After that’s done we need to create our ConfigMap object now. This file is automatically created in a hidden file in your home directory when kubectl is connected to your cluster(s) and that’s how Octant is able to get your cluster info. So if you haven’t already you need to login to your Supervisor cluster and/or your TKG cluster depending on which one you want visualize in Octant. You’ll be prompted for credentials to connect. For the rest of the demo I’m going to stay logged into the Supervisor cluster since that’s where I plan to deploy Octant as a vSphere pod.

$ kubectl vsphere login --server=100.80.26.1 --insecure-skip-tls-verify
$ kubectl vsphere login --server=100.80.26.1 --insecure-skip-tls-verify --tanzu-kubernetes-cluster-namespace=test-01 --tanzu-kubernetes-cluster-name=tkg-cl-01

Now your ~/.kube/config file has the connection information required and can be the source for your ConfigMap

$ kubectl create configmap octant-config --from-file ~/.kube/config

Now we are able to create the Kubernetes deployment and service to expose it externally. The service is type LoadBalancer which is possible because vSphere with Kubernetes configures everything required with NSX-T during the deployment including the pool of ingress IPs I provided. This is a really nice feature which delivers the same type of experience you’d get from a public cloud managed Kubernetes experience (GKE, AKS, EKS, etc.).

apiVersion: v1
kind: Service
metadata:
name: octant-service
labels:
run: octant
spec:
type: LoadBalancer
ports:
- port: 80
targetPort: 80
protocol: TCP
name: http
selector:
run: octant

The deployment object is also quite straight forward but note that we have to create a volume for the ConfigMap and mount it into the directory the Octant container is expecting it to be (from the Dockerfile above it’s /.kube/config).

apiVersion: apps/v1
kind: Deployment
metadata:
name: octant-deployment
spec:
selector:
matchLabels:
run: octant
replicas: 1
template:
metadata:
labels:
run : octant
spec:
containers:
- name: octant
image: docker.io/davidadams3/octant:0.1
imagePullPolicy: Always
volumeMounts:
- name: config
mountPath: /.kube
ports:
- containerPort: 80
volumes:
- name: config
configMap:
name: octant-config

I put this all together in a single octant-deployment.yaml file:

apiVersion: v1
kind: Service
metadata:
name: octant-service
labels:
run: octant
spec:
type: LoadBalancer
ports:
- port: 80
targetPort: 80
protocol: TCP
name: http
selector:
run: octant
---
apiVersion: apps/v1
kind: Deployment
metadata:
name: octant-deployment
spec:
selector:
matchLabels:
run: octant
replicas: 1
template:
metadata:
labels:
run : octant
spec:
containers:
- name: octant
image: docker.io/davidadams3/octant:0.1
imagePullPolicy: Always
volumeMounts:
- name: config
mountPath: /.kube
ports:
- containerPort: 80
volumes:
- name: config
configMap:
name: octant-config

Apply the yaml with Kubectl.

$ kubectl apply -f octant-deployment.yaml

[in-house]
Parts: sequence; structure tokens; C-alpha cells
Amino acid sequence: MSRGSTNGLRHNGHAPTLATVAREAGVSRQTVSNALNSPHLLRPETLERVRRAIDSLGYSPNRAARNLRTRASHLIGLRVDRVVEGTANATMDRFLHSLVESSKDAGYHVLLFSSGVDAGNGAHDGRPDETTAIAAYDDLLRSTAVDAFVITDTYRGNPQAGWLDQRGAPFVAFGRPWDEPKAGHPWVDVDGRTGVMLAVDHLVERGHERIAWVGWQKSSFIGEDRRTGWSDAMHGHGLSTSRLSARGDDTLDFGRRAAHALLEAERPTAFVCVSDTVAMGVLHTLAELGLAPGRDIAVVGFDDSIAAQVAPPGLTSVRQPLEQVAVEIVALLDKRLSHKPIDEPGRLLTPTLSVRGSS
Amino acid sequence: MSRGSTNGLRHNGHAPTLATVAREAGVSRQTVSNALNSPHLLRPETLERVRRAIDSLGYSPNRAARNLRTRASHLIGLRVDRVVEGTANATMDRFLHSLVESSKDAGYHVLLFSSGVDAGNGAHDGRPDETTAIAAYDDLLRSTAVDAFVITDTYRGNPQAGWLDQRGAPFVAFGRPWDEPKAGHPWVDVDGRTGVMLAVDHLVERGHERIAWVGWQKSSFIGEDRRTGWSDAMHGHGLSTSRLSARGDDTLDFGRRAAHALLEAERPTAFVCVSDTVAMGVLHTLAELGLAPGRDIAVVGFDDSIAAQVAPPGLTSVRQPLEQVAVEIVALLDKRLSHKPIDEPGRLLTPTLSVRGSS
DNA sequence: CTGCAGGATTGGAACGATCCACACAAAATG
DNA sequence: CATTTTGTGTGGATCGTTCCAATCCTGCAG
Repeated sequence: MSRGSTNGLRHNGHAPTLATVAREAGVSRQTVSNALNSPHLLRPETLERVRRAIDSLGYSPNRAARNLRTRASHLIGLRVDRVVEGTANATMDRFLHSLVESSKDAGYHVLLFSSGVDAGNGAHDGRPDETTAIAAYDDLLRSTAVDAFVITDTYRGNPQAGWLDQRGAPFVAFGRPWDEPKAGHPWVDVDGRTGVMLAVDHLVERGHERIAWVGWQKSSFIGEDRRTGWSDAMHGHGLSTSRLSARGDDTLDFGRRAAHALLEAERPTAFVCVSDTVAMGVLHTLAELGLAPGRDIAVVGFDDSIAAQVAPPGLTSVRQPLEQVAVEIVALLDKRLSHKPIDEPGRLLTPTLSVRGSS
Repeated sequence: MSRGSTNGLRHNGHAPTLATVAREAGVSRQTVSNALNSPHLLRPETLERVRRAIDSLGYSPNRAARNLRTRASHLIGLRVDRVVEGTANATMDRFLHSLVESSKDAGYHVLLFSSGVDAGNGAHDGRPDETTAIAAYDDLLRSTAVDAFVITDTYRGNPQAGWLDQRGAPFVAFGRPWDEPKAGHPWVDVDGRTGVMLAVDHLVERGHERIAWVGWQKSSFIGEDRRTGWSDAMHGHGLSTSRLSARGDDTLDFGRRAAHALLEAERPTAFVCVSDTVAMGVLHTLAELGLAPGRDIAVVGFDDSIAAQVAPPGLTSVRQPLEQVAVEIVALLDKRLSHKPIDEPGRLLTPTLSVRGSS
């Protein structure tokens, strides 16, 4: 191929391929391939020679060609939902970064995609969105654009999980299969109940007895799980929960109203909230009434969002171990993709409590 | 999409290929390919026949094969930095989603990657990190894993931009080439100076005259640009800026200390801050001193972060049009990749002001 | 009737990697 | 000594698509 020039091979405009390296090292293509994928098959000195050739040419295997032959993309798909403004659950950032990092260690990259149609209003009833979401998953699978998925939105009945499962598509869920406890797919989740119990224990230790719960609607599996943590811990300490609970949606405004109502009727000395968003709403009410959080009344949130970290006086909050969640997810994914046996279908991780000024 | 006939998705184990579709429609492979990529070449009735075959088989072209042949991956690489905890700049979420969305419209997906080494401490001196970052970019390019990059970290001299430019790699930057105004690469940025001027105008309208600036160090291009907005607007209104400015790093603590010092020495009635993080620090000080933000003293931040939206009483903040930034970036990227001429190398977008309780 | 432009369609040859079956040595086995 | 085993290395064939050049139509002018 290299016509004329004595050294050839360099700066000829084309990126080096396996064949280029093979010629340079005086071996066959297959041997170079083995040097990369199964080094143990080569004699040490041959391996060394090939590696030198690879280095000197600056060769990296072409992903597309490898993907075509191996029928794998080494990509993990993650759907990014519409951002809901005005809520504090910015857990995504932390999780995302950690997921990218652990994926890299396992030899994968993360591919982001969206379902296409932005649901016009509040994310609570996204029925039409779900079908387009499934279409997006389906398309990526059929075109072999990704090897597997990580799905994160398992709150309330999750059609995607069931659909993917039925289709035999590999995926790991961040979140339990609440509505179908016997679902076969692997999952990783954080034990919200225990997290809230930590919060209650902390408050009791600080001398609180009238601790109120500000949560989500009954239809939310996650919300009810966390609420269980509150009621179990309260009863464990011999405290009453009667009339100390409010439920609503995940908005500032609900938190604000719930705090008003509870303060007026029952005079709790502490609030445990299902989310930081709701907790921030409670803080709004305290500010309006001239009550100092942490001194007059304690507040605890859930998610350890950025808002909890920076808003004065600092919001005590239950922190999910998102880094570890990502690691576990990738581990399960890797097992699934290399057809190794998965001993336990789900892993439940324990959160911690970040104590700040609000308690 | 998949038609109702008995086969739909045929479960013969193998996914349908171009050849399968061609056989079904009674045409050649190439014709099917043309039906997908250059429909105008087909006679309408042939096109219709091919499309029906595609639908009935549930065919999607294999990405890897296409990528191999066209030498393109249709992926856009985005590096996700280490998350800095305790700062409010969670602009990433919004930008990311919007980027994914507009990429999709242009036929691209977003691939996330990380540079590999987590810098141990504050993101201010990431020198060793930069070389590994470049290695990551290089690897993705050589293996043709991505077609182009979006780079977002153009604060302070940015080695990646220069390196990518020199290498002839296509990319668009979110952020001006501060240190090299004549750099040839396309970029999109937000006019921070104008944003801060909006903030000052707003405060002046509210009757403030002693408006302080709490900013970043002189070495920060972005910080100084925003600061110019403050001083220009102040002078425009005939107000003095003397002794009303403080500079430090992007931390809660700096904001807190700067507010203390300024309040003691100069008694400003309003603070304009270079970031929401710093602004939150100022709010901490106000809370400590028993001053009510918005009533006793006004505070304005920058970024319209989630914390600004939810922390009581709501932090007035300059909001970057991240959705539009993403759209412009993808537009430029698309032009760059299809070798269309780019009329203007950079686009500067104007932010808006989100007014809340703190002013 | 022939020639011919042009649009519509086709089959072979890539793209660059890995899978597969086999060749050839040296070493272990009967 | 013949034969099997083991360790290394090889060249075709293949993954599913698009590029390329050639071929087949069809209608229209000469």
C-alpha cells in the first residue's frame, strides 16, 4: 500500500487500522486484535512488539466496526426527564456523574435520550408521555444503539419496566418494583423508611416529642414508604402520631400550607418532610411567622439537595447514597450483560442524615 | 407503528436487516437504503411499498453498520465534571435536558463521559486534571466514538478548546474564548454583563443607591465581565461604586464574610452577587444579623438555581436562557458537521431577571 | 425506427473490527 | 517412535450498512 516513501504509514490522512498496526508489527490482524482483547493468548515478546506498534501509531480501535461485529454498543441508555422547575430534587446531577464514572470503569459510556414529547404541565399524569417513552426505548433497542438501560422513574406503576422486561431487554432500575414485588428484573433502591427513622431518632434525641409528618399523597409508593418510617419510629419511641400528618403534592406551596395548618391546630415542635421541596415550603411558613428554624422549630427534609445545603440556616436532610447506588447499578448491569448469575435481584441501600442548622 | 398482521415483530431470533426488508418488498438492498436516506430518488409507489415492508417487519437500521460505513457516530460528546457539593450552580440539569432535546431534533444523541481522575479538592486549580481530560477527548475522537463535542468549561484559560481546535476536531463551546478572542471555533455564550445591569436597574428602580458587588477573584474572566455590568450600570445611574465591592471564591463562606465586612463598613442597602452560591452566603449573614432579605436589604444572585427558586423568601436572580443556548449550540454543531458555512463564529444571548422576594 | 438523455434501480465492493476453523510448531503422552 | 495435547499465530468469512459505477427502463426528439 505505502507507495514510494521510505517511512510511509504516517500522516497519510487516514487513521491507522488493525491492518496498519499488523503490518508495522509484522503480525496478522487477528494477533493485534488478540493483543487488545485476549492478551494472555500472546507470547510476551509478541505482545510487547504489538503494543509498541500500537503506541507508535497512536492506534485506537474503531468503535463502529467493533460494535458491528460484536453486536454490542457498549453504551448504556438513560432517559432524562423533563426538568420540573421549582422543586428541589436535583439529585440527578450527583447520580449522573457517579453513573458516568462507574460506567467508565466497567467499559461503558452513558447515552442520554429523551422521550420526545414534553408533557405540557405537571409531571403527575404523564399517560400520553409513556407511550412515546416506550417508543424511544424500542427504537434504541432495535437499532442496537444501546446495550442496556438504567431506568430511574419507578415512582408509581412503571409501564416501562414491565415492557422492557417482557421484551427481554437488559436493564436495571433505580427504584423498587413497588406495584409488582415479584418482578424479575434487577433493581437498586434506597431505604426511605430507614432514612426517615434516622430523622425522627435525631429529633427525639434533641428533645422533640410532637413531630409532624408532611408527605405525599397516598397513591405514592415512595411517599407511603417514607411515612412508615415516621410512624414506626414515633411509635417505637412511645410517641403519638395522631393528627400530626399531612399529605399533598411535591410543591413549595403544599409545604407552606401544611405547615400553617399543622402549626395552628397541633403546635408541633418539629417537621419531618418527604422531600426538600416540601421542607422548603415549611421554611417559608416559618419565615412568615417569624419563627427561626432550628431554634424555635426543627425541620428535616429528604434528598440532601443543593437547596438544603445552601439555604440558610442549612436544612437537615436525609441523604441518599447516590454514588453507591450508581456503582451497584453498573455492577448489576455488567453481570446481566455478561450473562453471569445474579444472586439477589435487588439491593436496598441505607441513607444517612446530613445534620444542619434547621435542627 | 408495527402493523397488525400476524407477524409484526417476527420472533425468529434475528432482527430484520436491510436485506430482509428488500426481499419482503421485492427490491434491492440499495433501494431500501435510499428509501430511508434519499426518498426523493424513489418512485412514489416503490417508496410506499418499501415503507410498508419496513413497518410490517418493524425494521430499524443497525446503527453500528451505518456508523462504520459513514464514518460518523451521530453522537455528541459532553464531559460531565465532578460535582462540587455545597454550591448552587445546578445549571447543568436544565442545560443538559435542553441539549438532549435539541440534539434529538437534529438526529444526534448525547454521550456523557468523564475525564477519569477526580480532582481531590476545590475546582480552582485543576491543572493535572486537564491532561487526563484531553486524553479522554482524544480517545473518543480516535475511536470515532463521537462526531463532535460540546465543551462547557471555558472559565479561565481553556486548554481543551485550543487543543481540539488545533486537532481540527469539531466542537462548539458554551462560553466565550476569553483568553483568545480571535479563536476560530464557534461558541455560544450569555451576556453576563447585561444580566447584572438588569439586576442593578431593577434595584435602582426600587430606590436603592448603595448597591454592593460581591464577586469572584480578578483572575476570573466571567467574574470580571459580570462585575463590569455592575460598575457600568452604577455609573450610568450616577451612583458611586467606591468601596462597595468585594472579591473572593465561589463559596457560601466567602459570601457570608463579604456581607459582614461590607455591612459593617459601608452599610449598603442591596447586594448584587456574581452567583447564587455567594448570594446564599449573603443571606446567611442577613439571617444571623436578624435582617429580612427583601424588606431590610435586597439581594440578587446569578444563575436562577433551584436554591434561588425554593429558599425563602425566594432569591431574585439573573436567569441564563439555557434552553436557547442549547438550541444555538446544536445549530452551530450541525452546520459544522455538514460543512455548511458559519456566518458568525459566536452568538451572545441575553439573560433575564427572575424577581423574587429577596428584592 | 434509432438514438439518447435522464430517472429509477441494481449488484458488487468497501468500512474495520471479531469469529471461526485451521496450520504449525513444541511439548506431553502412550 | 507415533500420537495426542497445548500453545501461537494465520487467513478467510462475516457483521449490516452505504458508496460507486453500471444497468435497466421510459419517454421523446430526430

service/octant-service created
deployment.apps/octant-deployment created

Checking the deployment I can see the Octant pod is ready and available.

$ kubectl get deployments
NAME READY UP-TO-DATE AVAILABLE AGE
kuard 1/1 1 1 19h
octant-deployment 1/1 1 1 33m

Now I just need to check for the automatically assigned EXTERNAL-IP for the service, in this case 100.80.26.3 and it can be accessed on port 80.

$ kubectl get services
NAME TYPE CLUSTER-IP EXTERNAL-IP PORT(S) AGE
kuard-service LoadBalancer 10.96.0.29 100.80.26.2 80:32681/TCP 18h
octant-service LoadBalancer 10.96.0.203 100.80.26.3 80:31177/TCP 40s
tkg-cl-01-control-plane-service LoadBalancer 10.96.1.96 100.80.26.4 6443:31498/TCP 140m

We now have Octant running in vSphere Pod on the Supervisor cluster!

Thanks for reading this far and I’d like to re-iterate what I mentioned in the disclaimer at the beginning: I’m not convinced (yet) that this is the best way to deploy Octant but it was a fun exercise to work through so I thought I would share it. The obvious concern is around security and sharing access to your Kubernetes clusters without any sort of login screen (since it leverages the kubeconfig file for access to your clusters). I’ll do a little more tinkering to see if there are more features in Octant I’m not taking advantage of in this regard.

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David Adams

Written by

Christ follower, husband, father, @NUTrackandField All-American, sub-4 miler, Tech Marketing for @DellTechCloud. Views are my own. #iwork4Dell

The Startup

Get smarter at building your thing. Follow to join The Startup’s +8 million monthly readers & +785K followers.

David Adams

Written by

Christ follower, husband, father, @NUTrackandField All-American, sub-4 miler, Tech Marketing for @DellTechCloud. Views are my own. #iwork4Dell

The Startup

Get smarter at building your thing. Follow to join The Startup’s +8 million monthly readers & +785K followers.